We’re back with another installation of our latest series, TuneCore Tuesdays, which aims to highlight artists and other music professionals who are writing, recording, and hustling on their own terms. By showcasing creatives doing it their way all over the globe, TuneCore Tuesdays aims to empower and inspire our diverse community of artists.
This week we’re talking to Atlanta-based hip hop artist and songwriter AdELA. Check out her video and be sure to learn more about her journey!
AdELA took an early interest in music, but maybe more importantly, she got an early glimpse of what it means to work hard for what you want in life. After her family moved to the United States from South Africa, the artist grew up with music integrated into her daily life. From obsessing over MTV and watching DJs spin to never missing a morning school choir rehearsal, performing and singing were top priorities from a young age. She was inspired by her parents.
“As an immigrant family, you learn that the harder you work the further you go,” AdELA says, “So putting my all into music and going the extra mile came naturally. [After all] if you aren’t passionate and driven with your music, how can you expect others to be passionate and excited about your art?”
While she didn’t necessarily “cash in” off her first release as an artist, AdELA proudly acknowledges that it was that project that laid the foundation for her entire career and sound.
“People in the industry heard it, and I established myself as a real artist,” she recalls, and despite its commercial success, “it set me up for the next project!”
It doesn’t take much scrolling around AdELA’s streaming platform profiles to see the hip hop royalty she’s collaborated with: Royce Da 5’9, Kool G Rap, Cormega, Fat Joe. She has referred to these experiences as humbling, noting that she felt validated as an artist just being able to hold her own among established rappers.
A natural performer and a natural marketer, AdELA took to the promotional vehicle of social media quickly and was not shy about implementing it into her strategy. She knows that it allowed her fans to grow with, watch and support her career over time.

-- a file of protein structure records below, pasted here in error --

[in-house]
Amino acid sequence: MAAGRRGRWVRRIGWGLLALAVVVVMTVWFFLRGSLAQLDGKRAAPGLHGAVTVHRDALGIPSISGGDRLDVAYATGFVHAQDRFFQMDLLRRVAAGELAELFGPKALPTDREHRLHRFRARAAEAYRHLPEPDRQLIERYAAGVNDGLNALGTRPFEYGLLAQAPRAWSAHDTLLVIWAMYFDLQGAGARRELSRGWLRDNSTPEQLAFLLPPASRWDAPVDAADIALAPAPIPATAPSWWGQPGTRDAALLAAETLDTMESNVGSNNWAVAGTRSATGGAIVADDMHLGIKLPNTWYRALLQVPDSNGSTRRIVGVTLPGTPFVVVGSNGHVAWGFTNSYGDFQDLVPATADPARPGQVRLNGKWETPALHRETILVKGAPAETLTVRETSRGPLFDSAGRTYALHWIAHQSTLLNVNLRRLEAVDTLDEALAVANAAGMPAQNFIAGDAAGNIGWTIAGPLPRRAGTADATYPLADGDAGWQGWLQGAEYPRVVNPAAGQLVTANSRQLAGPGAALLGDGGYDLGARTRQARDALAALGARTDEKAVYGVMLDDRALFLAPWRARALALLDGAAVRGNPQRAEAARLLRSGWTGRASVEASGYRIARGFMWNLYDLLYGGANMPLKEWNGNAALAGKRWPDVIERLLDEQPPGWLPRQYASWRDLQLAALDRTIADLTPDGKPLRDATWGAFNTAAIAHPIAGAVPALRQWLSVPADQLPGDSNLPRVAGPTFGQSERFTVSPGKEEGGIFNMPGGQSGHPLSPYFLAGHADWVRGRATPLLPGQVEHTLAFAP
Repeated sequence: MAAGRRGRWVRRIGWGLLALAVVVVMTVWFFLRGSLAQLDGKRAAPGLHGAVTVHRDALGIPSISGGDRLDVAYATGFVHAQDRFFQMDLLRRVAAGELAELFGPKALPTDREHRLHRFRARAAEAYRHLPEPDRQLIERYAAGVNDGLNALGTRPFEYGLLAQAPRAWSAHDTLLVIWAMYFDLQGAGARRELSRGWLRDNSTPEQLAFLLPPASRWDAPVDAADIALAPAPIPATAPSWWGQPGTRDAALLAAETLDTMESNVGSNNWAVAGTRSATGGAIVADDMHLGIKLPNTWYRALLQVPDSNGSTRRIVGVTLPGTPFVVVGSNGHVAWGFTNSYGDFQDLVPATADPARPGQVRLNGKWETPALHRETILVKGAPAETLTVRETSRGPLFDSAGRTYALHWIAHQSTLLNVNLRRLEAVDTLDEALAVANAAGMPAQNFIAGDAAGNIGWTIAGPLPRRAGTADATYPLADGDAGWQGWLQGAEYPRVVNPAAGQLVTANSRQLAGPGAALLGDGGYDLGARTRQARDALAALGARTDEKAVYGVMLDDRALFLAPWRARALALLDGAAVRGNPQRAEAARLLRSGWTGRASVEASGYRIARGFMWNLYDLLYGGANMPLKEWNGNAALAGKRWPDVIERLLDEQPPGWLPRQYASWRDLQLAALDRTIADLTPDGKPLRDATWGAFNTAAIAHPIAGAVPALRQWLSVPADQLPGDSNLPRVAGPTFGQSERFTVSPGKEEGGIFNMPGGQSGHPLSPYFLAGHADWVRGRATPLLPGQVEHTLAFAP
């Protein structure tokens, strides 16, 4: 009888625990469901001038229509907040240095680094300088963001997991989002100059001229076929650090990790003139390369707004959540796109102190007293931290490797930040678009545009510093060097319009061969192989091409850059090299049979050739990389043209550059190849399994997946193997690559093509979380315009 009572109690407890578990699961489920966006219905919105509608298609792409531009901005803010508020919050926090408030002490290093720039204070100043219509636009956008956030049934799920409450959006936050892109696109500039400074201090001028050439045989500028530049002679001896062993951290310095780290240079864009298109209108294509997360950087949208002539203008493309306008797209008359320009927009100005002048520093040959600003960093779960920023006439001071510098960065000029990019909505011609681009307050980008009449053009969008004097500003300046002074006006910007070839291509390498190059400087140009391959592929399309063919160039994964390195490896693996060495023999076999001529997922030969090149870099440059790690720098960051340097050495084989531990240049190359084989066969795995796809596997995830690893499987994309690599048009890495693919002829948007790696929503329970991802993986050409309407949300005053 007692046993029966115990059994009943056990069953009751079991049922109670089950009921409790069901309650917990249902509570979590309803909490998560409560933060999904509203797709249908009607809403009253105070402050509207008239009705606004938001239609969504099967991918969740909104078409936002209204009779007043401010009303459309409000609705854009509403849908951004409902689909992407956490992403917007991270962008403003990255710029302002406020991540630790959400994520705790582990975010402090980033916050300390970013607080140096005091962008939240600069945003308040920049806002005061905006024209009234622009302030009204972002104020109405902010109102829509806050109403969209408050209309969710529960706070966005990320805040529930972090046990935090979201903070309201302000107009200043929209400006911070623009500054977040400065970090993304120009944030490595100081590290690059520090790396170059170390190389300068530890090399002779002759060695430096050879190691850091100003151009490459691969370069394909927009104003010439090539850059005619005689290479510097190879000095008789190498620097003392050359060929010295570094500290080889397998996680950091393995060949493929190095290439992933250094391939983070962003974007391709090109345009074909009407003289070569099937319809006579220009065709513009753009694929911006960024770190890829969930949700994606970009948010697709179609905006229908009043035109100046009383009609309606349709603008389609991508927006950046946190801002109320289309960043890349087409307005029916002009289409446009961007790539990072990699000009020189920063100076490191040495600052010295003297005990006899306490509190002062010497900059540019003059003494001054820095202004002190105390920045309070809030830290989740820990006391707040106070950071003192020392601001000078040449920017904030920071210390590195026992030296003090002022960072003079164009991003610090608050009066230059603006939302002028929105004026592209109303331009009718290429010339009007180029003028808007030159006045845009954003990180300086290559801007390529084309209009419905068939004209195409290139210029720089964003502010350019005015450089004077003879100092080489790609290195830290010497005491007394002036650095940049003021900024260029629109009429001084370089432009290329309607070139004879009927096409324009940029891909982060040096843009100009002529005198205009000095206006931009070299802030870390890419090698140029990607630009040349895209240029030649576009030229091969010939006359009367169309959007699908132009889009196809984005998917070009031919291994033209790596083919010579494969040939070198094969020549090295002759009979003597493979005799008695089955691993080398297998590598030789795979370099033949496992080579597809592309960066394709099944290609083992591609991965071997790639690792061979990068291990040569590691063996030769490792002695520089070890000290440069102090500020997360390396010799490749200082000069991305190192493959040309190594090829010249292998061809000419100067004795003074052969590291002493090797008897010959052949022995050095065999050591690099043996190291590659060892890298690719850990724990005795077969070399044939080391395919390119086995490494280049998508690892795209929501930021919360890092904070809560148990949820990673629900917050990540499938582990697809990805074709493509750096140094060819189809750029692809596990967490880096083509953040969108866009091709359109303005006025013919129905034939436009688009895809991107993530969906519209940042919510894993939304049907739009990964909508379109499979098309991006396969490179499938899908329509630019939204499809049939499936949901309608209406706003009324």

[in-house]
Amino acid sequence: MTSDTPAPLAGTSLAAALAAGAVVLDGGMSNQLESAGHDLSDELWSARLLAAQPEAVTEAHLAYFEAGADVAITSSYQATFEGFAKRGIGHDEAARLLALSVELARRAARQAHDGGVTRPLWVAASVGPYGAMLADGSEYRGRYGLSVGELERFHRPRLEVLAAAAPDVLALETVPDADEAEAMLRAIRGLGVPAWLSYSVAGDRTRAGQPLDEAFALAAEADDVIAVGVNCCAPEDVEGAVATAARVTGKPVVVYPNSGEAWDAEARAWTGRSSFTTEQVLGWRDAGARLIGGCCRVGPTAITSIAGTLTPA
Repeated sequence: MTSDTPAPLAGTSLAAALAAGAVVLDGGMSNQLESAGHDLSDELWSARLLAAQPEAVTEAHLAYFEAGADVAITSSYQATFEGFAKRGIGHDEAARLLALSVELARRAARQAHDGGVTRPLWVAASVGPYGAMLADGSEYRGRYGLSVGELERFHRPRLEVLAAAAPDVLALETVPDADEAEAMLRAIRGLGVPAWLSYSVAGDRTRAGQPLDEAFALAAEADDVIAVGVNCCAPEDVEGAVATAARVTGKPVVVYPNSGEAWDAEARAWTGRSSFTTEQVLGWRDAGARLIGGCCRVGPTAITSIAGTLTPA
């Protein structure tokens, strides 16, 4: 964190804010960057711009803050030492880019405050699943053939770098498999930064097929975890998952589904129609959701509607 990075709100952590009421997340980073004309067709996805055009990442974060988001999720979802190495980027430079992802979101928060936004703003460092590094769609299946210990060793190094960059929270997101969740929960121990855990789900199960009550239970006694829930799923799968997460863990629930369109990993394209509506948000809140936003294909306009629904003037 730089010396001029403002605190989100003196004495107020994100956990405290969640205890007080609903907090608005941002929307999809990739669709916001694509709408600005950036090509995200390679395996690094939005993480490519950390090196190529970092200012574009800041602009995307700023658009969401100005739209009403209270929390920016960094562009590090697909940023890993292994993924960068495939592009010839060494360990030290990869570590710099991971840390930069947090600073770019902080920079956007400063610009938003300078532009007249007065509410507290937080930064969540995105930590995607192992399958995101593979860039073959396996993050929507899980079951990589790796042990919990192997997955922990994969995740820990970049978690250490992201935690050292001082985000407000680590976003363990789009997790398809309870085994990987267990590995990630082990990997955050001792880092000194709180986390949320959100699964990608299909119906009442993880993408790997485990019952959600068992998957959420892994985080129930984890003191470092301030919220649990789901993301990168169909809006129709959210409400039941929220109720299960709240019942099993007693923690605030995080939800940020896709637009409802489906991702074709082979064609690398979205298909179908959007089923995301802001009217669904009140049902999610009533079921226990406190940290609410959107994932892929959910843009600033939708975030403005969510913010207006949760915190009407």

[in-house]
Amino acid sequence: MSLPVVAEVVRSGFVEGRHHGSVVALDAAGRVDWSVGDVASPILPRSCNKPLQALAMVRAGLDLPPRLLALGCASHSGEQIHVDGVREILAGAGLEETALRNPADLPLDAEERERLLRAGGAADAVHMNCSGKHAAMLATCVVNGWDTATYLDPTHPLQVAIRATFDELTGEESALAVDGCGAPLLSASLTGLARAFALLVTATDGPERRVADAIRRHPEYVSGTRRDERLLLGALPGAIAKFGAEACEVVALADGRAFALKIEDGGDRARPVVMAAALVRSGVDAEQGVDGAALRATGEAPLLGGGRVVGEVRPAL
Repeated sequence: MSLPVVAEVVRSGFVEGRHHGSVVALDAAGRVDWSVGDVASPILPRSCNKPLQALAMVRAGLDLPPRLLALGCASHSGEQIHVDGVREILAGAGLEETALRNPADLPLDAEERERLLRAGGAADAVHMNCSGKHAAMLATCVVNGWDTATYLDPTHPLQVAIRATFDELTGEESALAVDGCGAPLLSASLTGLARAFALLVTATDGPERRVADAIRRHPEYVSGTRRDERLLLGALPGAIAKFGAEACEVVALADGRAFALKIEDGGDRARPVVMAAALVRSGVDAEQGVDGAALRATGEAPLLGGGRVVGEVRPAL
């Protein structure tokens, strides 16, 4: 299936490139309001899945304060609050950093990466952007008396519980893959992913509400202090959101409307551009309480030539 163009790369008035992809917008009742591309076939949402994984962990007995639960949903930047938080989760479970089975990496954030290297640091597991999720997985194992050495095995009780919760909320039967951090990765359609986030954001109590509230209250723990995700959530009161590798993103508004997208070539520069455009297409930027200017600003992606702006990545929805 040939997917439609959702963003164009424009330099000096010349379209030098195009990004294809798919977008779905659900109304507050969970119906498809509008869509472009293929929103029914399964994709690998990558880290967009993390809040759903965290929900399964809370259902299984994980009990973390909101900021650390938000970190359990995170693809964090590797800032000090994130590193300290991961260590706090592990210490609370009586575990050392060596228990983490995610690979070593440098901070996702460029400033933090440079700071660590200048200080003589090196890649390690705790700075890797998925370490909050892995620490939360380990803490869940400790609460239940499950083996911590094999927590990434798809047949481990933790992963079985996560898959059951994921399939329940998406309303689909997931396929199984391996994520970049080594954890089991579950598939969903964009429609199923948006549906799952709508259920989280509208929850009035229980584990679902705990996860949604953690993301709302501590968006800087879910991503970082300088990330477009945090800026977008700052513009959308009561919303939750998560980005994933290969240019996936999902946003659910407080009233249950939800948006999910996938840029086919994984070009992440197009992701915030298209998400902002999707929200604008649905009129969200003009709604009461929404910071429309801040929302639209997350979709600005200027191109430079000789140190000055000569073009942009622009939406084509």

“I was no longer sharing music with friends or trying and failing to get it on the radio,” AdELA says. “That’s how I built my fan base. And while building, I made sure to stay connected with everyone who shared my music. I felt like if they took the time out of their lives to share what I created, I could take the time out of mine to say ‘Thank you’!”
A perfect example is how quickly AdELA adopted and began utilizing TikTok over the past year. She was kind enough to join our TuneCore Live Session, “TikTok For Artists”, and she encourages diversifying your presence on social channels: “Go where the love is. If you are struggling on a platform, try another!”
Proudly independent, AdELA credits TuneCore as being one of several tools available to artists today that has enabled her to make decisions on both how and when to release her music.
“That gives me power. I don’t have to wait on a label to take action on my music.”
Independence among hip hop artists remains a talking point, and as women begin to be more adequately represented within the genre, the attitude is contagious.
“I think being independent means making your own rules,” AdELA proclaims. “Women are just stepping up and saying, ‘I want to do this, and I’m going to run this ship.'”Tags: